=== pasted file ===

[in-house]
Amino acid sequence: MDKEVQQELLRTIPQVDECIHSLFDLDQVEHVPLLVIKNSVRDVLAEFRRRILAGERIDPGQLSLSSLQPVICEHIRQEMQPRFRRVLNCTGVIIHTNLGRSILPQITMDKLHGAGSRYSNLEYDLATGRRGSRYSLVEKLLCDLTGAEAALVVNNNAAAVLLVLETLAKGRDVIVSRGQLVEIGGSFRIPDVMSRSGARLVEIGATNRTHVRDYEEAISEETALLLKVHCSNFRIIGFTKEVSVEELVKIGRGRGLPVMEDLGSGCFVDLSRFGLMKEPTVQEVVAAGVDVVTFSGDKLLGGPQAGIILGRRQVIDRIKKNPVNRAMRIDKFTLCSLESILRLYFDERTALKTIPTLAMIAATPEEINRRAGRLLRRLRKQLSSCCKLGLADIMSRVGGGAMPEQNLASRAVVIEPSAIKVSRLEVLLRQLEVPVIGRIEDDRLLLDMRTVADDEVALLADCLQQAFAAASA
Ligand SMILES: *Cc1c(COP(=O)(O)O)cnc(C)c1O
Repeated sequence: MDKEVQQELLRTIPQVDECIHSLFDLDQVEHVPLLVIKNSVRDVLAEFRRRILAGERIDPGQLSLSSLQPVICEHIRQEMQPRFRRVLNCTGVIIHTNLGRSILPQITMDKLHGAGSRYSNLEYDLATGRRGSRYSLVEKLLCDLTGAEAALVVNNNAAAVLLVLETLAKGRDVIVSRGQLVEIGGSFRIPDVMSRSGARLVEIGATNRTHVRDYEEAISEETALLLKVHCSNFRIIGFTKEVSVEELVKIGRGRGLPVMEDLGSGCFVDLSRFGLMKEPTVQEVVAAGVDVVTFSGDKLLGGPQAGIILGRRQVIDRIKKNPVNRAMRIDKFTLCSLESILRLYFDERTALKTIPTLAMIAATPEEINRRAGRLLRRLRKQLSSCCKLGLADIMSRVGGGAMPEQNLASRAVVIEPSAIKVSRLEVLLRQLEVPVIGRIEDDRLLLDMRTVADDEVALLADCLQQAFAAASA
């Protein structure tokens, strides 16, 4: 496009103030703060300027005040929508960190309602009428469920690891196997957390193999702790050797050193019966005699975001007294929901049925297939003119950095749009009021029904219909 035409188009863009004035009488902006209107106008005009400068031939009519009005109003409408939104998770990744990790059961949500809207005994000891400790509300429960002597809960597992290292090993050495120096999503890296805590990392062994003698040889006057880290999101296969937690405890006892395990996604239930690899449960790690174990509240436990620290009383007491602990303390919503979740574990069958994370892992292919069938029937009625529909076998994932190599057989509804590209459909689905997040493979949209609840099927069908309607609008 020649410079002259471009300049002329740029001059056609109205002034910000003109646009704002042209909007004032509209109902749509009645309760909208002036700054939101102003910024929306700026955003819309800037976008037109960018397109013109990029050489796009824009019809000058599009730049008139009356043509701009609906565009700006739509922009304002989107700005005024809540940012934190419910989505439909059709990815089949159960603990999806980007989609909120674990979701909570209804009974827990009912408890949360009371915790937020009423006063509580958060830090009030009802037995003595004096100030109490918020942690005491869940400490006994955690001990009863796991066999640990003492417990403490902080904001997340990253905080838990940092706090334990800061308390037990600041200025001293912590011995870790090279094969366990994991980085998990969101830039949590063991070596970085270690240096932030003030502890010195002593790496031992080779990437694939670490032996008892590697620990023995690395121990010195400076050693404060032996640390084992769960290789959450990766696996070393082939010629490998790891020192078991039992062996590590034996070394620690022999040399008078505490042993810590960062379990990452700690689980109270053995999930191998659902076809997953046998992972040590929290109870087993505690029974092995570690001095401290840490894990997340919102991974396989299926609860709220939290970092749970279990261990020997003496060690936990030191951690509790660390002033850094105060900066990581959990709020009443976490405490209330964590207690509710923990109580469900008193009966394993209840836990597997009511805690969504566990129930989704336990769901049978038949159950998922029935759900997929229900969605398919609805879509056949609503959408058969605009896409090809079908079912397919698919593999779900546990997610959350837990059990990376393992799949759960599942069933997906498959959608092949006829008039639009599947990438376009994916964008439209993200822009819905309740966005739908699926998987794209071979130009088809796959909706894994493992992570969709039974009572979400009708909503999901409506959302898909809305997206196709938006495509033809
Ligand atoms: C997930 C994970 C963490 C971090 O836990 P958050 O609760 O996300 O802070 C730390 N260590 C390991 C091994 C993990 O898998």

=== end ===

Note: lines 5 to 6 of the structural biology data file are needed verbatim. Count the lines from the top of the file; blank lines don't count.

């Protein structure tokens, strides 16, 4: 496009103030703060300027005040929508960190309602009428469920690891196997957390193999702790050797050193019966005699975001007294929901049925297939003119950095749009009021029904219909 035409188009863009004035009488902006209107106008005009400068031939009519009005109003409408939104998770990744990790059961949500809207005994000891400790509300429960002597809960597992290292090993050495120096999503890296805590990392062994003698040889006057880290999101296969937690405890006892395990996604239930690899449960790690174990509240436990620290009383007491602990303390919503979740574990069958994370892992292919069938029937009625529909076998994932190599057989509804590209459909689905997040493979949209609840099927069908309607609008 020649410079002259471009300049002329740029001059056609109205002034910000003109646009704002042209909007004032509209109902749509009645309760909208002036700054939101102003910024929306700026955003819309800037976008037109960018397109013109990029050489796009824009019809000058599009730049008139009356043509701009609906565009700006739509922009304002989107700005005024809540940012934190419910989505439909059709990815089949159960603990999806980007989609909120674990979701909570209804009974827990009912408890949360009371915790937020009423006063509580958060830090009030009802037995003595004096100030109490918020942690005491869940400490006994955690001990009863796991066999640990003492417990403490902080904001997340990253905080838990940092706090334990800061308390037990600041200025001293912590011995870790090279094969366990994991980085998990969101830039949590063991070596970085270690240096932030003030502890010195002593790496031992080779990437694939670490032996008892590697620990023995690395121990010195400076050693404060032996640390084992769960290789959450990766696996070393082939010629490998790891020192078991039992062996590590034996070394620690022999040399008078505490042993810590960062379990990452700690689980109270053995999930191998659902076809997953046998992972040590929290109870087993505690029974092995570690001095401290840490894990997340919102991974396989299926609860709220939290970092749970279990261990020997003496060690936990030191951690509790660390002033850094105060900066990581959990709020009443976490405490209330964590207690509710923990109580469900008193009966394993209840836990597997009511805690969504566990129930989704336990769901049978038949159950998922029935759900997929229900969605398919609805879509056949609503959408058969605009896409090809079908079912397919698919593999779900546990997610959350837990059990990376393992799949759960599942069933997906498959959608092949006829008039639009599947990438376009994916964008439209993200822009819905309740966005739908699926998987794209071979130009088809796959909706894994493992992570969709039974009572979400009708909503999901409506959302898909809305997206196709938006495509033809
Ligand atoms: C997930 C994970 C963490 C971090 O836990 P958050 O609760 O996300 O802070 C730390 N260590 C390991 C091994 C993990 O898998």